For at least two decades, Washington has focused (if sometimes only rhetorically) on the politics of deficit reduction. Nobody has a playbook for consciously and intentionally embarking on large-scale deficit spending. President-elect Barack Obama's economic speech on Thursday was an attempt to write a first draft.
The substantive issues surrounding an economic stimulus -- will the package be big enough and what mix of spending and tax cuts will do that job best? -- are clearer than the politics of getting it passed fast. Here's how Obama is trying to weave the politics and the substance together.
To begin with, there is deep resistance to deficits from the fiscally conservative Blue Dog Democrats for whom deficit reduction has been akin to a religious commitment. That's one reason why Obama has been talking about controlling future entitlement spending and why he is touting plans to root out inefficiencies in government -- witness the attention he gave to naming Nancy Killefer, a management consultant, as his "chief performance officer."
For Obama, a highly public war against waste and fraud will ease passage of the stimulus while also showing that Democrats, who propose using government as the instrument for solving a lot of problems, intend to make reform a high priority.
House Speaker Nancy Pelosi plans to do her part as early as next week by bringing up a bill sponsored by Rep. John Tanner, D-Tenn., that would require agency-by-agency audits to eliminate waste.
The effort to win over the more conservative Democrats is working. On Wednesday, for example, Rep. Jim Cooper, also of Tennessee and a leading advocate of entitlement reform, praised Obama for insisting that "we can stimulate the economy and address our long-term problems at the same time."
Obama may also face a conflict between getting his package passed fast and having it contain the most effective proposals. Many economists, particularly but not exclusively liberals, argue that government spending programs stimulate the economy more quickly than tax cuts. Recipients of tax cuts might choose to save rather than spend the money they get back, or else use it to pay down debt.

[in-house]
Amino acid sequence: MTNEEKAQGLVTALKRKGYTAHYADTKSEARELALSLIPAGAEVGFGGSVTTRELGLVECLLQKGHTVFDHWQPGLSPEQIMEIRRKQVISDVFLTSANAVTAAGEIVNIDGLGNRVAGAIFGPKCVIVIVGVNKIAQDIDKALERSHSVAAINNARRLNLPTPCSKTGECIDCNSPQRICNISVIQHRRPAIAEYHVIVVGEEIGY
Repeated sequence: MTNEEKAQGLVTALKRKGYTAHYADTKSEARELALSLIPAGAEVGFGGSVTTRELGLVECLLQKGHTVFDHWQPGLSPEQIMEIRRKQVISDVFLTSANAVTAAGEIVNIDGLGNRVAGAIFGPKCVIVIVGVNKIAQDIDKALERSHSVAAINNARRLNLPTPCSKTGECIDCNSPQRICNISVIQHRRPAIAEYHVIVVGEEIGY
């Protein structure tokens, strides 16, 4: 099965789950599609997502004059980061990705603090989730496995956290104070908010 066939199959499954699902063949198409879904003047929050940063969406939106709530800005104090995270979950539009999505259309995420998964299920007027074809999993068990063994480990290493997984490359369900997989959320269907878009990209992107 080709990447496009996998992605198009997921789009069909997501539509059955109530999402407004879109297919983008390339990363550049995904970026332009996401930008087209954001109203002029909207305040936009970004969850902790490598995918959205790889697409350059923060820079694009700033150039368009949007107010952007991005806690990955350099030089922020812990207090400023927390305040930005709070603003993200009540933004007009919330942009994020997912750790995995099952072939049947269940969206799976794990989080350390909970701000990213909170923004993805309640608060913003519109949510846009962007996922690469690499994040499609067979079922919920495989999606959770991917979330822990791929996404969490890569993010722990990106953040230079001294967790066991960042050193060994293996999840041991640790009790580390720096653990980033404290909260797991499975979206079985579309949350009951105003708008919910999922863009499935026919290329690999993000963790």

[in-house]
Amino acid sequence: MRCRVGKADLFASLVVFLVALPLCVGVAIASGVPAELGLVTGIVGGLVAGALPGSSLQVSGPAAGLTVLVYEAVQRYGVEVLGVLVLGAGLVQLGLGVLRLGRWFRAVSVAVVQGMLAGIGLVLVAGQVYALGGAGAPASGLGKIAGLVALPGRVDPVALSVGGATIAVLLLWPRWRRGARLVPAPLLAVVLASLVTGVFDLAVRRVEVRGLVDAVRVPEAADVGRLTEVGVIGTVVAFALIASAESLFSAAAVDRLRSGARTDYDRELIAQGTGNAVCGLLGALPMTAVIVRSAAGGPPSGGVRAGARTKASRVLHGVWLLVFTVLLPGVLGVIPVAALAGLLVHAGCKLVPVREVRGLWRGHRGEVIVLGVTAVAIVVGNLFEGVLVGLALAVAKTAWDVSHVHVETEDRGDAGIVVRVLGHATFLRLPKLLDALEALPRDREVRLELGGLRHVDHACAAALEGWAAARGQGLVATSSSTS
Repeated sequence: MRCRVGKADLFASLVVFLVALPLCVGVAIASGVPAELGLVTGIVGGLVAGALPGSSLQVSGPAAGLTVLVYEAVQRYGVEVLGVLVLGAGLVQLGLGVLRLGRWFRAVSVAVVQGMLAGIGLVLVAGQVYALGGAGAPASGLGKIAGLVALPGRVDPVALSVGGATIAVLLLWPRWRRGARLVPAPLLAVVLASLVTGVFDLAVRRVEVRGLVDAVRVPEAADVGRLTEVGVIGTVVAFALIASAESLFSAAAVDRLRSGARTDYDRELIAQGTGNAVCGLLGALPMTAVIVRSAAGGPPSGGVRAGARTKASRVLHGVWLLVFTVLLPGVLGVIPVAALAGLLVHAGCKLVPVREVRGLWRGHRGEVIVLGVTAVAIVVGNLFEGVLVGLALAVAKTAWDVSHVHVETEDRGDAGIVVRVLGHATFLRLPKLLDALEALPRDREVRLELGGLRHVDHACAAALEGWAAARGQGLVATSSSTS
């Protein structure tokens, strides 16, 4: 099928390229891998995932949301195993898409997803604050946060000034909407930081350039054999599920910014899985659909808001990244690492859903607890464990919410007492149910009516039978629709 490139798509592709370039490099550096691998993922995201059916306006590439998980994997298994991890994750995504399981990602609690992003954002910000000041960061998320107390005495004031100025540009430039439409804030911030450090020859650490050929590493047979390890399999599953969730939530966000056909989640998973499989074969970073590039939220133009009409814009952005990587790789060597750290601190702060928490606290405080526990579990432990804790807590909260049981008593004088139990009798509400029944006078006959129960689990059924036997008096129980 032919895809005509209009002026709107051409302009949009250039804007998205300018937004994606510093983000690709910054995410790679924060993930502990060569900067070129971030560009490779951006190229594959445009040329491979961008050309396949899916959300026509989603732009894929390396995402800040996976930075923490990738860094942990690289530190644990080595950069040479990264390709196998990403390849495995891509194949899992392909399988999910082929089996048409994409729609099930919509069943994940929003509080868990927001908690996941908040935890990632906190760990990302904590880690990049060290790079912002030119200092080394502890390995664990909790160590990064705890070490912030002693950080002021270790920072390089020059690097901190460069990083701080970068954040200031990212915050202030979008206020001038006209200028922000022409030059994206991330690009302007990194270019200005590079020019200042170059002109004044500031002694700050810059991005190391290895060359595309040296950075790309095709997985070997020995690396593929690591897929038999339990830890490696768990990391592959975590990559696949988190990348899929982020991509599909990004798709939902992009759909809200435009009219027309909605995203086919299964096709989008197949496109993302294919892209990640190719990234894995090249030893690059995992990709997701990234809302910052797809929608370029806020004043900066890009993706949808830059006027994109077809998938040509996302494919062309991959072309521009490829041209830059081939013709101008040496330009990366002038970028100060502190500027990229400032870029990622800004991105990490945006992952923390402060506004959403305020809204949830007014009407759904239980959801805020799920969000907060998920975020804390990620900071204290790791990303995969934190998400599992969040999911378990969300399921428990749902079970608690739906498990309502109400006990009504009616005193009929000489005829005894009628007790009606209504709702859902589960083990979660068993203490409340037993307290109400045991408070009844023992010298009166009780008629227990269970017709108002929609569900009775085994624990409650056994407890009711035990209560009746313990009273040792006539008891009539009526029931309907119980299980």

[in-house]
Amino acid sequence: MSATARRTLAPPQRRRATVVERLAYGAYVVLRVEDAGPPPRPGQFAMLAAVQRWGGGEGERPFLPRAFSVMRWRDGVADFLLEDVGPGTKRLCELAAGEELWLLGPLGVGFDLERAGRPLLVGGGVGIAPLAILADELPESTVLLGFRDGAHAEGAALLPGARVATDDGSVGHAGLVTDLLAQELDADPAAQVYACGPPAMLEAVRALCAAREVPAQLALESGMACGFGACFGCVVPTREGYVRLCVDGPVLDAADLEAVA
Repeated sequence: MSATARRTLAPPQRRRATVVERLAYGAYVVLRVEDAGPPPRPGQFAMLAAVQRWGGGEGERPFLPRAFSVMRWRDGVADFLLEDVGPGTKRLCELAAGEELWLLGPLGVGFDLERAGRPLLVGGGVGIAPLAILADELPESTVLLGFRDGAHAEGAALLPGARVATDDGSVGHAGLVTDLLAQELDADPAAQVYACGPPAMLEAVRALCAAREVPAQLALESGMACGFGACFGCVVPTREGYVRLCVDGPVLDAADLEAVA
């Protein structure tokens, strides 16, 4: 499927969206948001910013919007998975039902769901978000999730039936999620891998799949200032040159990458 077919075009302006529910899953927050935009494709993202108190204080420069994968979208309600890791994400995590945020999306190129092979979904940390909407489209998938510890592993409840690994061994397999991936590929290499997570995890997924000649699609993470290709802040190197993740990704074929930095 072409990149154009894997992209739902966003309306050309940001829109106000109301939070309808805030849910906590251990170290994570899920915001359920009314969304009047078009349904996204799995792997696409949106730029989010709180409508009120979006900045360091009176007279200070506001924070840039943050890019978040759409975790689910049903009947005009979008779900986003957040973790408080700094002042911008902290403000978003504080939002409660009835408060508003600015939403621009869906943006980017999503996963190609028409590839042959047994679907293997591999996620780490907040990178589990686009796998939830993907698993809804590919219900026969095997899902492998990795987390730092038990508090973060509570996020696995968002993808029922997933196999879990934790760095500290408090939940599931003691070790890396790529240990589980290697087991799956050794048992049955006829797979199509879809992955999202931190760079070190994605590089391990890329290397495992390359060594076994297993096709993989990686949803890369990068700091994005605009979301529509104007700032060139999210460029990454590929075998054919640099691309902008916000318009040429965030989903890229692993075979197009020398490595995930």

Obama solves this problem in part by focusing so much of his tax relief on middle- to low-income Americans, who are more likely to use the money for consumption. And the bulk of the package involves new spending, particularly on infrastructure and new environmental and technological investments. He is also pushing programs especially important to liberals: increases in unemployment benefits and food stamps; and fiscal relief to states for Medicaid and education expenditures.
Help to the state governments is crucial since they face a shortfall of more than $350 billion between now and 2011, according to the Center on Budget and Policy Priorities. In squeezing their own budgets, states could counteract the impact of a federal stimulus. That's why Obama went out of his way to pledge to "help struggling states avoid harmful budget cuts."
But about $100 billion of the package is expected to go to a variety of business tax cuts, some likely to be at best marginally stimulative. Why is Obama doing this? One Capitol Hill Democrat familiar with the president-elect's recent meeting with congressional leaders said that Obama told Republicans that while he could probably get his program through with mostly Democratic votes, he preferred to win GOP support so his program could pass quickly and be sustainable over time.
The price may be worth paying, but only if the business tax cuts would actually promote a quick recovery. Wasting part of the economic package on ancient business wish lists would violate Obama's own call for political leaders to "put the urgent needs of our nation above our own narrow interests."
Nonetheless, the most striking aspect of Obama's approach is how attuned he has been to his task as politician in chief. He has, so far, managed to maneuver around potential roadblocks rather than blast through them, even as he proposes a reorientation of our politics.
"Only government can break the vicious cycles that are crippling our economy," Obama declared on Thursday. Considering how profoundly this view contrasts with the old conventional wisdom -- "the era of big government is over," "government is the problem" -- it may be worth making a few concessions to put the country on a very different path.
E.J. Dionne, Jr. is the author of the recently published Souled Out: Reclaiming Faith and Politics After the Religious Right. He is a Washington Post columnist, a senior fellow at the Brookings Institution, and a professor at Georgetown University.
By E.J. Dionne, Jr.